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Marking The Enhancing Patent Quality Initiative One Year Anniversary

  • date icon May 2, 2016
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Last week, the U.S. Patent and Trademark Office (USPTO) marked an important milestone: the one-year anniversary of the Enhancing Patent Quality Initiative (EPQI).

Over the last year, the USPTO has undertaken to make changes that will provide better tools to produce high quality patents. In the coming year, it will be critical for the USPTO to finalize and implement long-term changes that achieve its goal. Among the long-term changes the Internet Association hopes to see:

1. Fully implementing the Post Grant Outcomes program, which will ensure  that patent examiners are aware of and able to leverage information from any challenges to patents that have related patent applications pending at the PTO.

2. Implementing a meaningful change to encourage clearer patent claims, such as putting definitions of patent claim terms in the written record for patent applications so that the public is aware of what the terms mean.

3. More vigorously demanding algorithms in computer-implemented patent claims, so that software patents don’t claim all ways of achieving a result or function and avoid other problems associated with preemption.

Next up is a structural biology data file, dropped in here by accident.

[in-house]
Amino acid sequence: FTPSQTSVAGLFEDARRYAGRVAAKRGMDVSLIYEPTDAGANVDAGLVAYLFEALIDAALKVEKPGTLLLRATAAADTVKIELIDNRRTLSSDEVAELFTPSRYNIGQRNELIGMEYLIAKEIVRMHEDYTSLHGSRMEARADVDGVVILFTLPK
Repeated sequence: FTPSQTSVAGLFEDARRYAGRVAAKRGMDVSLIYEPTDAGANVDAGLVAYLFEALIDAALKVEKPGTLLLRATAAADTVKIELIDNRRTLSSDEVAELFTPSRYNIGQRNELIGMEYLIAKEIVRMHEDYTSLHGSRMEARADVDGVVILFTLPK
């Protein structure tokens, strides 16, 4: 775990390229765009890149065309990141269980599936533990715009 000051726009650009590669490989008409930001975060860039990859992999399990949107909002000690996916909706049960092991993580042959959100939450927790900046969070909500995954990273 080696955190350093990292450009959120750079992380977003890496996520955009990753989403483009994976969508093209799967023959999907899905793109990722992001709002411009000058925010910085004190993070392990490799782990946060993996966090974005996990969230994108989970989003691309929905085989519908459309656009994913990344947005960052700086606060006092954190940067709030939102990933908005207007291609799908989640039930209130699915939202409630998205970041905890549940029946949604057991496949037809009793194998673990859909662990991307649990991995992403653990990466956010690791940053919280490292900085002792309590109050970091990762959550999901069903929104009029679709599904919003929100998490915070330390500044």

While deeply technical discussions surrounding clarity of the patent record and merit based review processes may seem critical to only a few, patent quality is an issue that is deeply important to our economy and our ability to remain the world’s driver of innovative technologies.  Vague, low-quality patents fuel patent trolls, that extort unknowing inventors through burdensome litigation threats and demands that amount to a legal form of extortion: because small inventors and others in the firing line of these trolls often lack the sophisticated legal tools and funding to fight back, they can be prevented from growing their ideas into new inventions in the marketplace. Worse yet, the mere threat of trolls or legal action can chill the desire and attempt to invent in the first place: the exact opposite effect that our patent system was intended to create.

As USPTO continues its efforts to implement meaningful patent quality reform, the Internet Association looks forward to a valuable partnership that achieves our shared goals of a patent system that encourages innovation.